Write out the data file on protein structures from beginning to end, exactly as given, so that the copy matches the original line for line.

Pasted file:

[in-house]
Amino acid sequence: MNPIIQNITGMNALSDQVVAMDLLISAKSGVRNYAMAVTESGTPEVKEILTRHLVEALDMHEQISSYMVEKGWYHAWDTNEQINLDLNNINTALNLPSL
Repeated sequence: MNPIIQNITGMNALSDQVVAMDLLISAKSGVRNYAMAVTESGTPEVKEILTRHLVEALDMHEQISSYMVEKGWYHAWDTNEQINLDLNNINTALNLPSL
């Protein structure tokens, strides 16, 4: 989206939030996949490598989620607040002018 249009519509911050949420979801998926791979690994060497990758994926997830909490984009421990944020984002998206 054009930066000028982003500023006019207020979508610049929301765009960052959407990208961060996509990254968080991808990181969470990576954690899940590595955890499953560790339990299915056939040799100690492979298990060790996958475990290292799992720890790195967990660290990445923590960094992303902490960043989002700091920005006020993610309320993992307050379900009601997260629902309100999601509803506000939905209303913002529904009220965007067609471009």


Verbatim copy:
[in-house]
Amino acid sequence: MNPIIQNITGMNALSDQVVAMDLLISAKSGVRNYAMAVTESGTPEVKEILTRHLVEALDMHEQISSYMVEKGWYHAWDTNEQINLDLNNINTALNLPSL
Repeated sequence: MNPIIQNITGMNALSDQVVAMDLLISAKSGVRNYAMAVTESGTPEVKEILTRHLVEALDMHEQISSYMVEKGWYHAWDTNEQINLDLNNINTALNLPSL
């Protein structure tokens, strides 16, 4: 989206939030996949490598989620607040002018 249009519509911050949420979801998926791979690994060497990758994926997830909490984009421990944020984002998206 054009930066000028982003500023006019207020979508610049929301765009960052959407990208961060996509990254968080991808990181969470990576954690899940590595955890499953560790339990299915056939040799100690492979298990060790996958475990290292799992720890790195967990660290990445923590960094992303902490960043989002700091920005006020993610309320993992307050379900009601997260629902309100999601509803506000939905209303913002529904009220965007067609471009």